Maria Melfa: [00:24:08] Do you think the test results could change over time? So, if you are testing a twenty-one-year-old just out of college and then you test the same person at 40, do you think that at that time at 21, that they will have pretty much the same results as they would at 40?

 

Christopher Croner: [00:24:26] That's a very good question as well. A related one. An additional question we'll often get is what about the person's mood? What if they're having a hard time at their job? Does that affect their scoring and broadly in terms of both of the questions? Essentially, we're looking at traits as opposed to states. So, because we're looking at traits, those are relatively solidified and relatively stable. So, you're not going to see a giant job or a giant change over time. As long as the person we're assessing a salesperson, we're assessing them in that sales role, if you will. You're not going to see those characteristics move that much between the time the person's 20 and 40. You may see a little bit, but it won't necessarily go from, say, a five on drive to a one on drive. You may see a point or two here or there. Other times, sometimes, as you can imagine, if the person is later in their career, they may start focusing on giving back to others, if you will. So that can impact in some ways, say their need for achievements. So certainly, there can be a little bit of change here in there, but you're not going to see a drastic personality transformation typically between the person being in their 20s and their 40s. Just a little bit. But it won't be extreme, if you will, if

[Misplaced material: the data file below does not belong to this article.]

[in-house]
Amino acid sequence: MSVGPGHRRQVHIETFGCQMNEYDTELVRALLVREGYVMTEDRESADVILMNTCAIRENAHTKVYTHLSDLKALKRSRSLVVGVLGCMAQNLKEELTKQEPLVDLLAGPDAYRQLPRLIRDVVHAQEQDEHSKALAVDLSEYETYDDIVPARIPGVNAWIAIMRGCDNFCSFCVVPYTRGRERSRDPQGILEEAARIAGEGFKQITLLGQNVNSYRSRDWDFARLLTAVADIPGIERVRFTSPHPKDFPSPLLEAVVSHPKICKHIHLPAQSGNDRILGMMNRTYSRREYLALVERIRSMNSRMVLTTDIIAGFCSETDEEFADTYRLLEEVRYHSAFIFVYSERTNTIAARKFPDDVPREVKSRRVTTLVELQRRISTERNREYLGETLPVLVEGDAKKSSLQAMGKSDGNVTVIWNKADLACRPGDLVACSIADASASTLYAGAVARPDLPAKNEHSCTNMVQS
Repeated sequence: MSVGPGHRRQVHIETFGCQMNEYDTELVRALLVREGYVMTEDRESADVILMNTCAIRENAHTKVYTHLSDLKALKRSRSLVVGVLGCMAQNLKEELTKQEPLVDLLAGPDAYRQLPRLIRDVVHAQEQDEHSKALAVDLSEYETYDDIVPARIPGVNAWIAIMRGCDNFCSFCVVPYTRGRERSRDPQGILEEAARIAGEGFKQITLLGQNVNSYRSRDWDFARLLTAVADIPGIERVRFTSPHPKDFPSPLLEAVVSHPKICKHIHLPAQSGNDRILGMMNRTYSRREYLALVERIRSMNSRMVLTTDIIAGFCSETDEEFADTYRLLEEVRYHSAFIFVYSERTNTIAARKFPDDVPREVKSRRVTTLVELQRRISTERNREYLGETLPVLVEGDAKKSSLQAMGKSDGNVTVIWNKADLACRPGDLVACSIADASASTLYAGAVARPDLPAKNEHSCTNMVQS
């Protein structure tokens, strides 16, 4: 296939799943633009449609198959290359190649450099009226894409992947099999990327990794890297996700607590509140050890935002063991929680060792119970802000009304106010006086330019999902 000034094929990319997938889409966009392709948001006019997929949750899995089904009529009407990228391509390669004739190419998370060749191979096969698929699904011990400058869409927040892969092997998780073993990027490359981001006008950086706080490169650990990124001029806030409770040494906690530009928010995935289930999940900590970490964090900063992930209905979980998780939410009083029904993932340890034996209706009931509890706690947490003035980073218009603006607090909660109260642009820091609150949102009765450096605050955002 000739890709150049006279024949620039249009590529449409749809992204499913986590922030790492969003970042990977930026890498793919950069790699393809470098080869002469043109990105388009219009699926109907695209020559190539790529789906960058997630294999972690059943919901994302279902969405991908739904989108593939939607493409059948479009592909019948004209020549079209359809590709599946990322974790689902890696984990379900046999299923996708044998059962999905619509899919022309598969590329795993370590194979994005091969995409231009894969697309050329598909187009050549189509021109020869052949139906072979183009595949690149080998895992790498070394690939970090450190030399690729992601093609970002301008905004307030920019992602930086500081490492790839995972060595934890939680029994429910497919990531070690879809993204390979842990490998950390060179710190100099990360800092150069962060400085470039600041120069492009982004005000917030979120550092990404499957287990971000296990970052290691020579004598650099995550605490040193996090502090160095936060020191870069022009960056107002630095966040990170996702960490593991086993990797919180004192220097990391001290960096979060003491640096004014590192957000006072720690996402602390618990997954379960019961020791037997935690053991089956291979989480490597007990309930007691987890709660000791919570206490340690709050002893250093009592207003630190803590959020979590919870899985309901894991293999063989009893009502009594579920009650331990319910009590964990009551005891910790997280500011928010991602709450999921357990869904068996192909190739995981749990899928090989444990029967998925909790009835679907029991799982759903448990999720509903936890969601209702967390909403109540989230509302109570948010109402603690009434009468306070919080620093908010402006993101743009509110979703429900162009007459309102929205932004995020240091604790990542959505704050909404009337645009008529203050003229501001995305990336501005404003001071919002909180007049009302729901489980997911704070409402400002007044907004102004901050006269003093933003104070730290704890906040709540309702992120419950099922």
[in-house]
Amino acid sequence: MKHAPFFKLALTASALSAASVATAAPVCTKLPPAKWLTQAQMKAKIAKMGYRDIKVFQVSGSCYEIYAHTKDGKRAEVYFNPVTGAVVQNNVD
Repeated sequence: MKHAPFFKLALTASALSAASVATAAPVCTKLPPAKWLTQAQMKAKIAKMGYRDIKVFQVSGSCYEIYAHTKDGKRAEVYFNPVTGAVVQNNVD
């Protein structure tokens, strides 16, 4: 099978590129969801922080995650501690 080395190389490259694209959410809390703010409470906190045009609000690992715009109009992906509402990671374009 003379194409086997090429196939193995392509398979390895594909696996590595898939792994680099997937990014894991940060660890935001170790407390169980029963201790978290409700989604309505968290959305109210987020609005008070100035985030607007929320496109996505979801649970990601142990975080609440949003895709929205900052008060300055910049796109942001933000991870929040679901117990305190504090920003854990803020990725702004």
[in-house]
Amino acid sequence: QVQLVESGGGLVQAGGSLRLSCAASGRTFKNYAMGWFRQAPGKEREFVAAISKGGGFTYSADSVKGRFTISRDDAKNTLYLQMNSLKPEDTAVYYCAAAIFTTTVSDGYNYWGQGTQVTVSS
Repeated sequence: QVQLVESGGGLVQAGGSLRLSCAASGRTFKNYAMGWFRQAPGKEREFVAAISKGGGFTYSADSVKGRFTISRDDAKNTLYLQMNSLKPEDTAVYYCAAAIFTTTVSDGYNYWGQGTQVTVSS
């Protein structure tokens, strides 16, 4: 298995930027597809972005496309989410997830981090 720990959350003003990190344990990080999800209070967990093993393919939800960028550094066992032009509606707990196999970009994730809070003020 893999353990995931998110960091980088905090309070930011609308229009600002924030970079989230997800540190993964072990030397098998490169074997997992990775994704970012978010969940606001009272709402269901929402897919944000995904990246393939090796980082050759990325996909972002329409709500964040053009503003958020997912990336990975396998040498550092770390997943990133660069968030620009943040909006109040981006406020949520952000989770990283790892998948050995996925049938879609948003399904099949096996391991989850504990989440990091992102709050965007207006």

Jocelyn Allen: [00:25:20] A salesperson candidate for a job interview can schmooze a job interview. Is there a way or have you guys made it so that it cannot be done that a candidate can schmooze the assessment as well?